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  1. Thank you for this, it is very helpful. I myself struggle with commenting and do not comment as much as I should, which is often reflected on my posts, so this is a good kick in the butt to get out there and say something.

    Liked by 5 people

  2. I will also add that persistently clicking “like” without commenting is not engaging. Some people trawl through everything clicking like on every post. This is not a good way to engage!

    Liked by 6 people

    1. I agree with you. If someone likes the post so much why can they not say why they like it. Its more like a pity hug, the intention is probably noble, but something doesn’t ring true.

      Liked by 4 people

      1. I have switched them off so though people can like my posts, they don’t show up on the blog. It is annoying when a blog with no hits can have so many likes and it’s quite amusing when it’s 2000 words long and only went up five minutes ago! You know they could not have read it.

        Liked by 2 people

      2. I had been suspecting this for a while and it makes me sad to know now that it is true. However, I feel grateful to have a few regular readers who really do keep up with my work and leave comments sometimes. I’ve learnt to value the quality of this feedback, rather than the quantity.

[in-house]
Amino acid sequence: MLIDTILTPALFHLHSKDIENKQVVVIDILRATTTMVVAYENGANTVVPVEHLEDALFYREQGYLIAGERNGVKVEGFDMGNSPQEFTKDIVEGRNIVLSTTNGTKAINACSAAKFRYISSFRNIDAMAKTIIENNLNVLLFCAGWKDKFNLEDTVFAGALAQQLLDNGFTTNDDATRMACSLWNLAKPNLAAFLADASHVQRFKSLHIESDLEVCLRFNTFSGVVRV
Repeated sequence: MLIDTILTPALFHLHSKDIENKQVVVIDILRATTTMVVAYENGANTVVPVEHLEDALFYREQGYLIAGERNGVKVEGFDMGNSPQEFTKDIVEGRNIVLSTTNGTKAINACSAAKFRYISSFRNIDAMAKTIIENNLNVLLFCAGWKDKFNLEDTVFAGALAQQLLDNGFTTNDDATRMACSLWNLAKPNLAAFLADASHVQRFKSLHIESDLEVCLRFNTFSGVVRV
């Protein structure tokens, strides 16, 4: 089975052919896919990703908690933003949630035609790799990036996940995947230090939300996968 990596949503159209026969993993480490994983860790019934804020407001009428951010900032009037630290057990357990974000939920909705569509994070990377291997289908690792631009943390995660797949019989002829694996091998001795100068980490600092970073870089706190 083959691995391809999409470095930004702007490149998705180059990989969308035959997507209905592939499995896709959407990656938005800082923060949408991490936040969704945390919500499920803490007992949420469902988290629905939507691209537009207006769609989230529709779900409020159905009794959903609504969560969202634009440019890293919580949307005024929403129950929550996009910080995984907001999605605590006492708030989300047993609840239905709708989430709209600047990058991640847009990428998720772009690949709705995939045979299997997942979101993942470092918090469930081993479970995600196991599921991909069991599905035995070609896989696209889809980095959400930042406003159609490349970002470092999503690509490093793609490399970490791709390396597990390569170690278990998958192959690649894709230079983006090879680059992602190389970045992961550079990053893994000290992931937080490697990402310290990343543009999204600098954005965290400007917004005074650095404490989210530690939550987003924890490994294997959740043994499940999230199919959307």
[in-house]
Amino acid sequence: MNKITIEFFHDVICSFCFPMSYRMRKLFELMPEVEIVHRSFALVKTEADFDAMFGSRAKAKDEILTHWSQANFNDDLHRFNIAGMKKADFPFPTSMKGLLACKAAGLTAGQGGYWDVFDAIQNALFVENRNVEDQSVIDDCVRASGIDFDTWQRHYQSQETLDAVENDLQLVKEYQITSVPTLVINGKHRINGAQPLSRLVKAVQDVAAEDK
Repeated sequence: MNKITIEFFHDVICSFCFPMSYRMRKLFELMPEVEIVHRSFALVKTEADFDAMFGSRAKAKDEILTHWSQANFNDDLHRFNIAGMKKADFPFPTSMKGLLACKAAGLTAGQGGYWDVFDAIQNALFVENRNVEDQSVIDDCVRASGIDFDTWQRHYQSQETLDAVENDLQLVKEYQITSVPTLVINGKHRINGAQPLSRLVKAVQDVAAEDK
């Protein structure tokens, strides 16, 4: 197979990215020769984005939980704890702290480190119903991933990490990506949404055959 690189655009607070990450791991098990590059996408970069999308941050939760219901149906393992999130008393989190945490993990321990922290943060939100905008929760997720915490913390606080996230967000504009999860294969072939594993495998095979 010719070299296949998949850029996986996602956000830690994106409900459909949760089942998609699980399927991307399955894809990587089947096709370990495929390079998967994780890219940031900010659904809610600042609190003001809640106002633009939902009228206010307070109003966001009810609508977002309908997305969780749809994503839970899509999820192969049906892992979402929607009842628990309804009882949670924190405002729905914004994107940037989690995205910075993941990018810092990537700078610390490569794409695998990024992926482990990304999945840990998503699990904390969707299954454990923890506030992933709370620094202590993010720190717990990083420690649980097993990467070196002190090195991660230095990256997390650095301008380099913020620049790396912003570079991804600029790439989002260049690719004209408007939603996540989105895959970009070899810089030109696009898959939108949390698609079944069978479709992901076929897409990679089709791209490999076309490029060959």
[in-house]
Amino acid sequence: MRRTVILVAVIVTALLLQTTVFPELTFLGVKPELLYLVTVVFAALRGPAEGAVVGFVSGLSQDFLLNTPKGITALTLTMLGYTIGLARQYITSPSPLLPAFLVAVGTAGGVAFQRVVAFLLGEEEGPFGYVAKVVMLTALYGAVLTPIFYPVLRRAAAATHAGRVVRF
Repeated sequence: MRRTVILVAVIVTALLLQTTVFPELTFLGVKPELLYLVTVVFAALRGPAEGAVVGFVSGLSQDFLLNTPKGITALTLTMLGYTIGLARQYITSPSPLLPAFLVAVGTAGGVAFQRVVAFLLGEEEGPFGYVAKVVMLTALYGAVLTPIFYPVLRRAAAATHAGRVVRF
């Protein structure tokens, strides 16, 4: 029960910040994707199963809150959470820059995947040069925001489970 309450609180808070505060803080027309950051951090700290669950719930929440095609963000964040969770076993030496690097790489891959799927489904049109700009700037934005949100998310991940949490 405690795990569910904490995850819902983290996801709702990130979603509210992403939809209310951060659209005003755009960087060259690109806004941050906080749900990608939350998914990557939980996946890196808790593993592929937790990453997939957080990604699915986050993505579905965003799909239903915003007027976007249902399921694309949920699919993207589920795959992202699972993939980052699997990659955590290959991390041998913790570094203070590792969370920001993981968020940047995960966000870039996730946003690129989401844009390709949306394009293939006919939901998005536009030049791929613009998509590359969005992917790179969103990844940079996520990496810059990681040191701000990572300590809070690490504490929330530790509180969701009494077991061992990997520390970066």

Liked by 3 people

      3. I thoroughly agree with you. I wouldn’t mind lesser “likes” as long as I am sure that the readers have at least bothered to read my post. However, it makes me wonder why there will be “like” spammers in the first place. Spam comments or leaving comments to plug your blog without even making any commentary on the post is something I understand. They’re doing it to gain visibility. But, who will care if you only like a post? Only the author of the blog might consider it, as I try to do with my readers. Is that enough to go through this pointless exercise?

        Liked by 1 person

      4. For me, no, because I don’t see “liking” as a form of engagement. If somebody has written a 2000 word post and I read all of it, I would feel compelled to write a comment to show how much I appreciate their efforts. A “like” tells me nothing.

        Like

      1. Likes are very much the “hits” in a ballpark. We think they are great. Oh, but comments… well, those my friends are “a hit out of the ballpark.” Fabulous grand slams!

        Liked by 2 people

  3. Positive, healthy action rebounds in positive interaction.As a new blogger myself, I’ve narrated personal stories and commented on other’s blogs, while taking cues and ideas from them. A great way to connect. Thank you WordPress!

    Liked by 4 people

  4. Until recently I rarely commented on posts, then I decided to set aside a day just to enjoy the works of all the other poets on wordpress, well worth it and I’ve been trying to engage with as many people as I can, though I’ve cut down on it for exam revision at this stage

    Liked by 1 person

    1. You’re right, some of the best material I have read lately have been the blogs of fellow WordPressers. And the feedback on comments has actually been great. I think people with the greatest followings value the interaction and respond to comments.

      Liked by 4 people